Princeton gets $2.2 million for sewer, new town hall
By Jack Stephens
Published in News on April 1, 2005 1:47 PM
PRINCETON -- Sen. Elizabeth Dole presented Princeton town officials with, not one, but two federal checks Thursday to help pay for an overhaul of the town's aging sewer system and construction of a new town hall.
The town received a symbolic, oversized check for $1,589,000 for the sewer system and then a second check for $700,000 for a new municipal building.
"It's critical," Sen. Dole said, "that communities have a strong infrastructure to sustain businesses and attract new industry. The sewer project will do just that. It will allow the town to update its sewer system and bring it into compliance" with state regulations.
"This project will not only serve the community, but it also will help promote economic development as well," she said.
Sen. Elizabeth Dole signs a $700,000 check Thursday to pay for the construction of a new municipal building in Princeton.
The second check for a grant and loan for the town hall was approved only hours earlier, said John Cooper, the state director for the Department of Agriculture's Rural Development agency.
Sen. Dole said the new 3,000-square-foot municipal building will house town employees and the police department.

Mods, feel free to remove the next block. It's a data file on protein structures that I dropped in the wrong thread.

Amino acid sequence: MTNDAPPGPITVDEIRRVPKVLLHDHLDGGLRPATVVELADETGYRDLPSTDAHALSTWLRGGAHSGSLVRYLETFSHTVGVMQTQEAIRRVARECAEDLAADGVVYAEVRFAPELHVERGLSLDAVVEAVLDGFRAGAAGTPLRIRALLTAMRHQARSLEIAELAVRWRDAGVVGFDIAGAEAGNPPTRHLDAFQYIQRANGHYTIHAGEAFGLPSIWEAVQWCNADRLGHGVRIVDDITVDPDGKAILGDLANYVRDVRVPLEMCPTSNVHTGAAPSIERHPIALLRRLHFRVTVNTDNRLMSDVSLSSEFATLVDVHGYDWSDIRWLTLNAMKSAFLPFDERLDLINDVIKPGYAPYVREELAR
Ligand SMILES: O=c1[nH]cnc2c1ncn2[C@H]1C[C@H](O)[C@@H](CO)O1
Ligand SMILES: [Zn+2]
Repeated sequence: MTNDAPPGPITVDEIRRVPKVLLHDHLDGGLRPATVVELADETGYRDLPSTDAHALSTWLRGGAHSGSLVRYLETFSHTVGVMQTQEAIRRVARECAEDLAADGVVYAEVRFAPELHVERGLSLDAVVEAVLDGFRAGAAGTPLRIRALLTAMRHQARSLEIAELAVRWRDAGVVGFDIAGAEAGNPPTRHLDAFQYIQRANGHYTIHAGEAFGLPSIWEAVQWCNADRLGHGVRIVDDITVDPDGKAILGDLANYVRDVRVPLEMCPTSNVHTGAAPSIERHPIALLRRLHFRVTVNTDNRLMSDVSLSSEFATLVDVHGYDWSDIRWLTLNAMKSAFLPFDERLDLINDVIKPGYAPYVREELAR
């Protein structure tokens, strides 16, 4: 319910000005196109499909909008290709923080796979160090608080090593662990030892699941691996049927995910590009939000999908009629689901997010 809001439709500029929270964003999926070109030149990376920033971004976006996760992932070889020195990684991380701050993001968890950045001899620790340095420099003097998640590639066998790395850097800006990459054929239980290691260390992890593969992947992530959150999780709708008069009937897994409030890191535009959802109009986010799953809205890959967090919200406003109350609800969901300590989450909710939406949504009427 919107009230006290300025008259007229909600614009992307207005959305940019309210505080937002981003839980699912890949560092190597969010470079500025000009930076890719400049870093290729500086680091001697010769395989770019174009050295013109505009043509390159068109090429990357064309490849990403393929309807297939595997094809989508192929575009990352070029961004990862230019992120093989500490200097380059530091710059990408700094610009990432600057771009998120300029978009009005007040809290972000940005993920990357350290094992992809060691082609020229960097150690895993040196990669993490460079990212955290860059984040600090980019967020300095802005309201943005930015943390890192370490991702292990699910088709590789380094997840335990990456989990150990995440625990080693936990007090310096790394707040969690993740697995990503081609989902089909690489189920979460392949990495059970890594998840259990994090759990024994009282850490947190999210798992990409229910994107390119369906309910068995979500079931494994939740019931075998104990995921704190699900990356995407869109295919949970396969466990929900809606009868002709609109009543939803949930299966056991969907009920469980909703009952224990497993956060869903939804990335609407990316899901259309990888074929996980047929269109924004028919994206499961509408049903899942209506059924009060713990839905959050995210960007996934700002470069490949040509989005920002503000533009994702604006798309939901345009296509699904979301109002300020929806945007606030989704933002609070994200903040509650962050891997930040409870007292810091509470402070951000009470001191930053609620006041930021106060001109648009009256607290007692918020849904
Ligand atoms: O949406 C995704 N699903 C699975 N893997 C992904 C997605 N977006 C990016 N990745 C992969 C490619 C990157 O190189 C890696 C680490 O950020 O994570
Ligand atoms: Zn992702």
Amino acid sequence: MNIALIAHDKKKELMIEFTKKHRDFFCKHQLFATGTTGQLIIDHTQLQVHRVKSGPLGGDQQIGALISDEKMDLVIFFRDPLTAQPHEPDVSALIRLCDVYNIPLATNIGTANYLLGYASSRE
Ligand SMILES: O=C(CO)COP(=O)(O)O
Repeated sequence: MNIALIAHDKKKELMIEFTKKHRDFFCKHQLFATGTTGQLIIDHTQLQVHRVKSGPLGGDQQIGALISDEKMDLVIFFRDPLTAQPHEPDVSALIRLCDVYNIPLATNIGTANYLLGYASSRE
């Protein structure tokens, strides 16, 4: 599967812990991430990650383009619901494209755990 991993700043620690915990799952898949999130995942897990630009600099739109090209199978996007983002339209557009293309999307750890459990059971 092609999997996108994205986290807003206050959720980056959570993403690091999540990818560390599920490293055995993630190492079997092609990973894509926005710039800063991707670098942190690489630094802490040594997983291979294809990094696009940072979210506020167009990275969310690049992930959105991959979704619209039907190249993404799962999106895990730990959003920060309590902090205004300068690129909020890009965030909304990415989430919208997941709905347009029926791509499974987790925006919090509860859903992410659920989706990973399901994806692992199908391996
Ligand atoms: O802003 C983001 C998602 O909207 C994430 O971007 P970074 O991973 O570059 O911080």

The existing town hall was opened in the 1930s and was damaged by three hurricanes in 1999 and tropical storms in 2004. The roof now leaks after heavy rains. The 1,500-square-foot building is so small that town board meetings had to be moved to the Community Building to accommodate citizens in the audience.
"Both projects will make this a better place to live, work and start a business in Princeton," said the state's senior senator.
Mayor Don Rains said the second check "certainly was a surprise," although the town was proceeding with the project. He thanked the Rural Development officials for their help in improving the town's infrastructure.
Rains said the sewer issues "hit me square in the face" when he took office. The town had been fined by state environmental regulators at least nine times for sewage spills and other violations.
If the sewer system had not been repaired, Rains said, the state would have taken over the plant. He also noted that small towns could not afford such projects without federal help.
The check for the sewer system included a $1,187,000 grant and a $392,000 low-interest loan. The town contributed a $74,000 match and also received a $300,000 grant from the North Carolina Rural Center.
The system will benefit 481 residential and seven commercial users, officials said.
The check for the new town hall includes a $300,000 grant and a $400,000 low-interest loan.
Cooper said Johnston County has received $52 million in loans and grants since Sen. Dole took office in 2003. He said North Carolina has received $2 billion in loans in the last five years during the Bush administration.
When introducing Sen. Dole, Cooper said her greatest accomplishment "is that she truly cares about people in rural America and she truly cares about the quality of life in America."
At the end of the program, Sen. Dole received a basket of gifts from Terri Sutton, who is chairman of the town's Veterans Day Committee.
After the program at Princeton School, a reception was held for dignitaries and visitors. Sen. Dole signed autographs and posed with residents and children for photos before leaving for similar announcements in Four Oaks, Meadow and Clayton.
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